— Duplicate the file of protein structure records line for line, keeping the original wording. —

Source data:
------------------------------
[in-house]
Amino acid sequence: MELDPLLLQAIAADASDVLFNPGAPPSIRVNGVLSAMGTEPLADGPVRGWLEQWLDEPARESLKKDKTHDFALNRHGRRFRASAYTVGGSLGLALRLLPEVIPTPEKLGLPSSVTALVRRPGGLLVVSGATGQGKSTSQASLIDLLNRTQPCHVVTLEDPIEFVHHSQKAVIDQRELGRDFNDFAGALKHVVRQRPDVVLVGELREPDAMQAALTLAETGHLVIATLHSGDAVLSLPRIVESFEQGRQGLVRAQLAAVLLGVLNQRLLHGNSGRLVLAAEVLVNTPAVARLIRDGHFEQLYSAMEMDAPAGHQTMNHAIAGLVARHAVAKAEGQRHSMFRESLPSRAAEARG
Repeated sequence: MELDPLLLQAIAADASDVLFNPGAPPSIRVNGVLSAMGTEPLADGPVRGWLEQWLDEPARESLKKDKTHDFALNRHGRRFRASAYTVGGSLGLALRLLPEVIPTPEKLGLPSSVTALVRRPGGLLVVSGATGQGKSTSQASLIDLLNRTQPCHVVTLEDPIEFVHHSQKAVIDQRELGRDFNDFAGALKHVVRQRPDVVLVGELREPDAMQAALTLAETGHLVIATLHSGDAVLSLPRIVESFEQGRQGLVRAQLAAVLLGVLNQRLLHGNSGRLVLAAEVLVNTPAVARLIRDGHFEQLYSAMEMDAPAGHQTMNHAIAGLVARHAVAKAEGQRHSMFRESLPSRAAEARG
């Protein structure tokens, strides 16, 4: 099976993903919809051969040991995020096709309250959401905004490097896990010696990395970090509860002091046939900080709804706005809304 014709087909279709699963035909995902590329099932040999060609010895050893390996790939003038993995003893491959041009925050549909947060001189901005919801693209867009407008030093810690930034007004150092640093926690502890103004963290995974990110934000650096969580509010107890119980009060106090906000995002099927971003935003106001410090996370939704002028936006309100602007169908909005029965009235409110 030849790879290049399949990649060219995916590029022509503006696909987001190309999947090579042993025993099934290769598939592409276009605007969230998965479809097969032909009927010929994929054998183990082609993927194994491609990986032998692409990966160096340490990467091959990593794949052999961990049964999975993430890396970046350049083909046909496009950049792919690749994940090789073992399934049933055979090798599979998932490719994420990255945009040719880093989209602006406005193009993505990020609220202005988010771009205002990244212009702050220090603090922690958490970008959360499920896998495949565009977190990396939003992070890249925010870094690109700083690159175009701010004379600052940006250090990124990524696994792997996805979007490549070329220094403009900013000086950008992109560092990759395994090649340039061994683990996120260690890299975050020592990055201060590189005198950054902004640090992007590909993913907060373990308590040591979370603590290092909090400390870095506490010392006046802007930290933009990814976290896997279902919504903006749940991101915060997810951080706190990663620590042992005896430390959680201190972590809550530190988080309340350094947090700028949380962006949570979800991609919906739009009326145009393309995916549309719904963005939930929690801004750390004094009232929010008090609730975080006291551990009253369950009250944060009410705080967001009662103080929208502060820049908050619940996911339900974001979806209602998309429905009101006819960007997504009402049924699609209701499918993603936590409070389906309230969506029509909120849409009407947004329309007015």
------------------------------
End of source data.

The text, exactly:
[in-house]
Amino acid sequence: MELDPLLLQAIAADASDVLFNPGAPPSIRVNGVLSAMGTEPLADGPVRGWLEQWLDEPARESLKKDKTHDFALNRHGRRFRASAYTVGGSLGLALRLLPEVIPTPEKLGLPSSVTALVRRPGGLLVVSGATGQGKSTSQASLIDLLNRTQPCHVVTLEDPIEFVHHSQKAVIDQRELGRDFNDFAGALKHVVRQRPDVVLVGELREPDAMQAALTLAETGHLVIATLHSGDAVLSLPRIVESFEQGRQGLVRAQLAAVLLGVLNQRLLHGNSGRLVLAAEVLVNTPAVARLIRDGHFEQLYSAMEMDAPAGHQTMNHAIAGLVARHAVAKAEGQRHSMFRESLPSRAAEARG
Repeated sequence: MELDPLLLQAIAADASDVLFNPGAPPSIRVNGVLSAMGTEPLADGPVRGWLEQWLDEPARESLKKDKTHDFALNRHGRRFRASAYTVGGSLGLALRLLPEVIPTPEKLGLPSSVTALVRRPGGLLVVSGATGQGKSTSQASLIDLLNRTQPCHVVTLEDPIEFVHHSQKAVIDQRELGRDFNDFAGALKHVVRQRPDVVLVGELREPDAMQAALTLAETGHLVIATLHSGDAVLSLPRIVESFEQGRQGLVRAQLAAVLLGVLNQRLLHGNSGRLVLAAEVLVNTPAVARLIRDGHFEQLYSAMEMDAPAGHQTMNHAIAGLVARHAVAKAEGQRHSMFRESLPSRAAEARG
């Protein structure tokens, strides 16, 4: 099976993903919809051969040991995020096709309250959401905004490097896990010696990395970090509860002091046939900080709804706005809304 014709087909279709699963035909995902590329099932040999060609010895050893390996790939003038993995003893491959041009925050549909947060001189901005919801693209867009407008030093810690930034007004150092640093926690502890103004963290995974990110934000650096969580509010107890119980009060106090906000995002099927971003935003106001410090996370939704002028936006309100602007169908909005029965009235409110 030849790879290049399949990649060219995916590029022509503006696909987001190309999947090579042993025993099934290769598939592409276009605007969230998965479809097969032909009927010929994929054998183990082609993927194994491609990986032998692409990966160096340490990467091959990593794949052999961990049964999975993430890396970046350049083909046909496009950049792919690749994940090789073992399934049933055979090798599979998932490719994420990255945009040719880093989209602006406005193009993505990020609220202005988010771009205002990244212009702050220090603090922690958490970008959360499920896998495949565009977190990396939003992070890249925010870094690109700083690159175009701010004379600052940006250090990124990524696994792997996805979007490549070329220094403009900013000086950008992109560092990759395994090649340039061994683990996120260690890299975050020592990055201060590189005198950054902004640090992007590909993913907060373990308590040591979370603590290092909090400390870095506490010392006046802007930290933009990814976290896997279902919504903006749940991101915060997810951080706190990663620590042992005896430390959680201190972590809550530190988080309340350094947090700028949380962006949570979800991609919906739009009326145009393309995916549309719904963005939930929690801004750390004094009232929010008090609730975080006291551990009253369950009250944060009410705080967001009662103080929208502060820049908050619940996911339900974001979806209602998309429905009101006819960007997504009402049924699609209701499918993603936590409070389906309230969506029509909120849409009407947004329309007015």